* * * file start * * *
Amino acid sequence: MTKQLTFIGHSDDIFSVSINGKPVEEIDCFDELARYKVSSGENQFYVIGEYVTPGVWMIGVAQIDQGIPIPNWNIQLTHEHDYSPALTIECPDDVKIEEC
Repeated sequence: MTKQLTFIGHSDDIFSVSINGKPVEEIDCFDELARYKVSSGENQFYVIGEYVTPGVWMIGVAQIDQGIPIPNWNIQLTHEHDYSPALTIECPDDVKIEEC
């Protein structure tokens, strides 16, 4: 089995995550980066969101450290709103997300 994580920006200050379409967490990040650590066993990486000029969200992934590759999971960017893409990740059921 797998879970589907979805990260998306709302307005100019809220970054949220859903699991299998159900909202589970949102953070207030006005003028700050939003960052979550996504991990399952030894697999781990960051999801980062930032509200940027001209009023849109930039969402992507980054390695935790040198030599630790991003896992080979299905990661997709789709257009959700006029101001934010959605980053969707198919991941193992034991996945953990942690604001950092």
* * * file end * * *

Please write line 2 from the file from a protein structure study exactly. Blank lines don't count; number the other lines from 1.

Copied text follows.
Repeated sequence: MTKQLTFIGHSDDIFSVSINGKPVEEIDCFDELARYKVSSGENQFYVIGEYVTPGVWMIGVAQIDQGIPIPNWNIQLTHEHDYSPALTIECPDDVKIEEC